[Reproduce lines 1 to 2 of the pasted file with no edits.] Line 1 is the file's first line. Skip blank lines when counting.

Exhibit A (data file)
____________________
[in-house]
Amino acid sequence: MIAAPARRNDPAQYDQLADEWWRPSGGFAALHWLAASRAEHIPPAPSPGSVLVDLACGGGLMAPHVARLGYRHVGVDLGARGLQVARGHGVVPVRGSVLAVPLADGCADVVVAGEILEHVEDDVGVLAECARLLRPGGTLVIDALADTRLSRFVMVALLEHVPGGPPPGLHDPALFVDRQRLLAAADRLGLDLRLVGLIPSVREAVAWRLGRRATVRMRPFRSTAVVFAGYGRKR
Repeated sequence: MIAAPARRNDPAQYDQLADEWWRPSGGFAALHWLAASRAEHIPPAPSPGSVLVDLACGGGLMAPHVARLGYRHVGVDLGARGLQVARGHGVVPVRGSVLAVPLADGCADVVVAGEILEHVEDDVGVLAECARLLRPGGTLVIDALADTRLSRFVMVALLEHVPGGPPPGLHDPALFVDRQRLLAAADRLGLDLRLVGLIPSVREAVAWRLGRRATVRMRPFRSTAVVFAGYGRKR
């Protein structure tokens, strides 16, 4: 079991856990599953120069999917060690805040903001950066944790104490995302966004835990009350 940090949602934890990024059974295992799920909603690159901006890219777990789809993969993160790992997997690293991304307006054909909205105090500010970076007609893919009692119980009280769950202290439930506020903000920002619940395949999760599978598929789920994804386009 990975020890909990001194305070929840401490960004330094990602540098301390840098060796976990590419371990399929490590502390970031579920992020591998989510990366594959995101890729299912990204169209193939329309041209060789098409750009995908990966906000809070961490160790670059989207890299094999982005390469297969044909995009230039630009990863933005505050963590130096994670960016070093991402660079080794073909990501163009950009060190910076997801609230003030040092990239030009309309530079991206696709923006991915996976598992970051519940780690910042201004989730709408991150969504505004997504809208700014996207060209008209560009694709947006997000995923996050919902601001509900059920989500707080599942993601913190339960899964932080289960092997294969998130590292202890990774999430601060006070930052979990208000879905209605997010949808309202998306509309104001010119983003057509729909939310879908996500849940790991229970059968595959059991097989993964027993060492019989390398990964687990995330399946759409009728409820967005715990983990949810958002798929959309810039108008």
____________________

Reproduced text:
[in-house]
Amino acid sequence: MIAAPARRNDPAQYDQLADEWWRPSGGFAALHWLAASRAEHIPPAPSPGSVLVDLACGGGLMAPHVARLGYRHVGVDLGARGLQVARGHGVVPVRGSVLAVPLADGCADVVVAGEILEHVEDDVGVLAECARLLRPGGTLVIDALADTRLSRFVMVALLEHVPGGPPPGLHDPALFVDRQRLLAAADRLGLDLRLVGLIPSVREAVAWRLGRRATVRMRPFRSTAVVFAGYGRKR